Vehicle traffic on the single bridge that links Russia to Moscow-annexed Crimea and serves as a key supply route for the Kremlin’s forces in the war with Ukraine came to a standstill Monday after one of its sections was blown up, killing a married couple and wounding their daughter.
Rail traffic across the 19-kilometer (12-mile) Kerch Bridge also stopped but resumed after about six hours.
The strike was carried out by two Ukrainian sea drones, Russia’s National Anti-Terrorist Committee said.
Ukrainian officials were coy about taking responsibility, as they have been in past strikes. But in what appeared to be a tacit acknowledgment, Ukrainian Security Service spokesman Artem Degtyarenko said in a statement that his agency would reveal details of how the “bang” was organized after Ukraine has won the war.
The attack was the second major strike on the bridge since October, when a truck bomb blew up two of its sections.
Video posted by Crimea 24 online news channel showed a section of the bridge tilted and hanging down, but there was no indication any portion had fallen into the water.
Russian Deputy Prime Minister Marat Khusnullin told reporters that authorities are carrying out a detailed inspection of the damage before determining how long it will take to repair.
The Kerch Bridge is a conspicuous symbol of Moscow’s claims on Crimea and an essential land link to the peninsula, which Russia captured from Ukraine in 2014. The $3.6 billion bridge is the longest in Europe and is crucial for enabling Russia’s military operations in southern Ukraine during the almost 17-month-long war.
Russia has expanded its presence in Crimea since its full-scale invasion of Ukraine in February 2022. Occasional acts of sabotage and other attacks against Russian military and other facilities on the peninsula have occurred since, with the Kremlin blaming Ukraine.
The attack on the bridge comes as Ukrainian forces are trying to press a counteroffensive in several sections of the front line. It also happened just hours before Russia, as expected, announced it is halting a deal brokered by the United Nations and Turkey that allows the export of Ukrainian grain during the war.
Kyiv didn’t initially acknowledge responsibility for last October’s bombing of the bridge, either, but Deputy Defense Minister Hanna Maliar acknowledged earlier this month that Ukraine struck it to derail Russian logistics. At the time of the attack, Moscow decried it as an act of terror and vowed to step up its own attacks on Ukraine’s civilian infrastructure. It targeted the Ukrainian power grid over the winter.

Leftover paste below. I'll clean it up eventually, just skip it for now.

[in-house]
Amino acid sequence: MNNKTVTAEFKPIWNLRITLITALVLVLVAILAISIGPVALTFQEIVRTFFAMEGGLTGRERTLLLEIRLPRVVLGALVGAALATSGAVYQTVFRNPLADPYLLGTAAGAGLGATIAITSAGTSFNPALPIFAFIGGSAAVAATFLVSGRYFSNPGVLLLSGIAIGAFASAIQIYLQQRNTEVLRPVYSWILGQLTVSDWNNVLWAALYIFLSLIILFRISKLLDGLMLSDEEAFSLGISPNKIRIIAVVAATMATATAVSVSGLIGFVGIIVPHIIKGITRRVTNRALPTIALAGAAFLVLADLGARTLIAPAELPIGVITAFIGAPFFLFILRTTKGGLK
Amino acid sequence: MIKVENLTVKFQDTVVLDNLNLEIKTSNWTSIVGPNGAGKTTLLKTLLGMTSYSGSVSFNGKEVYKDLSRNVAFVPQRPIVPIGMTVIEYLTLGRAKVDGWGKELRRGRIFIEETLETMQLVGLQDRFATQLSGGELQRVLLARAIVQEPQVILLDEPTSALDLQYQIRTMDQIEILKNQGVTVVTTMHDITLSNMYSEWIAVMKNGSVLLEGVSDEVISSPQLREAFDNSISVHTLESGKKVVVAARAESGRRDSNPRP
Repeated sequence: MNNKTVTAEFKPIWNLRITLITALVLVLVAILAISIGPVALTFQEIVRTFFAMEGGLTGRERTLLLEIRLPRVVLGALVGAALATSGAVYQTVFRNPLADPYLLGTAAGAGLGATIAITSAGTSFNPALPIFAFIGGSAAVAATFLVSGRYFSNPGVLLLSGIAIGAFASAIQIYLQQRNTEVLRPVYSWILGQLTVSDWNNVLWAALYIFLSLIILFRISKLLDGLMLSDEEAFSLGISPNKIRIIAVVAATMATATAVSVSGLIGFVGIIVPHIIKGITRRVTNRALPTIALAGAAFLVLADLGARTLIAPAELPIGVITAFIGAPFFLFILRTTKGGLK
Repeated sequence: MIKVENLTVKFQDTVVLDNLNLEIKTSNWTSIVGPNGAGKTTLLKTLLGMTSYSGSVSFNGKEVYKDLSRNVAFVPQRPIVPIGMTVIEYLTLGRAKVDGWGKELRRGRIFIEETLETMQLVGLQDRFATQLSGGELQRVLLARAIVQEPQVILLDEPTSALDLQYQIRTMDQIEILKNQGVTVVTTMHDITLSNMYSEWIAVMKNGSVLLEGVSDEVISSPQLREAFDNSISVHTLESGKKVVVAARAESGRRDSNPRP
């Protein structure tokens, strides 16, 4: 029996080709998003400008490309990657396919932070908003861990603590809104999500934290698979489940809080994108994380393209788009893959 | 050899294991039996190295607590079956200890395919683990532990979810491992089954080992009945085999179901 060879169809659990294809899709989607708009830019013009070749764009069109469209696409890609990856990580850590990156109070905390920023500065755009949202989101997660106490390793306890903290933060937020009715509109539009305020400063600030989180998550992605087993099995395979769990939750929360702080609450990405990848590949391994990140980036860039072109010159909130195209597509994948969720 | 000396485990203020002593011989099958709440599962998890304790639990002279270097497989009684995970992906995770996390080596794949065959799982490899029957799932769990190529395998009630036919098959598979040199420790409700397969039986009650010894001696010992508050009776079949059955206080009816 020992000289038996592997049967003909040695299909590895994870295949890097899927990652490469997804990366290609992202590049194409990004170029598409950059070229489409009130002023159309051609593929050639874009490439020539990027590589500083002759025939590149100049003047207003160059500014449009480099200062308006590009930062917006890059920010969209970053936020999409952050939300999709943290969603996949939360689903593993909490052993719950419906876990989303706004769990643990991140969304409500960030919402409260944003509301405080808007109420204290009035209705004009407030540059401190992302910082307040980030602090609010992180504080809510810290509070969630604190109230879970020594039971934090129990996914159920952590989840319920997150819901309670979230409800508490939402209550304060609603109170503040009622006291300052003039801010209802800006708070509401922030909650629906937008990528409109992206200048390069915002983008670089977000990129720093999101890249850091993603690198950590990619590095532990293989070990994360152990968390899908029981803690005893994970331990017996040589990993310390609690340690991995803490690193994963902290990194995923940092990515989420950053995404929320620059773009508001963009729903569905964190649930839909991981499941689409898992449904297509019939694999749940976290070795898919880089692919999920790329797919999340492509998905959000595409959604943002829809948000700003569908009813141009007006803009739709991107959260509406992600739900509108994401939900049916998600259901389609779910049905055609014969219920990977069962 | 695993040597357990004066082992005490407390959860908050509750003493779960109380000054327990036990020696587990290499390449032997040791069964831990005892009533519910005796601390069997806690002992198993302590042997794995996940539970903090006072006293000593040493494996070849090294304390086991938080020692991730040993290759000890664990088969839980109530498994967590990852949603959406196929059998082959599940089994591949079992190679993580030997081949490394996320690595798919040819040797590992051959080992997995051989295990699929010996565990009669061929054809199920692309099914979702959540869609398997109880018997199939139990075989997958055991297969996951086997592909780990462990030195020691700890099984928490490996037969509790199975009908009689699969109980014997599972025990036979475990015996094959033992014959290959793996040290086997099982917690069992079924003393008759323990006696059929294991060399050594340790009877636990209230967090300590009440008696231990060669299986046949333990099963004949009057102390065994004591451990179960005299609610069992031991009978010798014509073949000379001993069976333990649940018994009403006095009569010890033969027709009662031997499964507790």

Dmitry Medvedev, deputy head of Russia’s Security Council, returned to that theme on Monday, calling the Ukrainian government a “terrorist organization.”
“We must blow up their houses and houses of their relatives, search and eliminate their accomplices,” he said.
Russia’s Belgorod region Gov. Vyacheslav Gladkov said the attack killed a married couple from the region while their daughter was hospitalized with serious injuries.
Russian authorities said the attack didn’t affect the piers but damaged the decking in a section of one of the two road links. The damage appeared less serious than in October’s attack that took months to repair.
Andriy Yusov, a spokesman for Ukraine’s military intelligence department, declined to comment Monday on the incident but said: “The peninsula is used by the Russians as a large logistical hub for moving forces and assets deep into the territory of Ukraine. Of course, any logistical problems are additional complications for the occupiers.”
The Security Service of Ukraine posted a redacted version of a popular lullaby, tweaked to say that the bridge “went to sleep again.”
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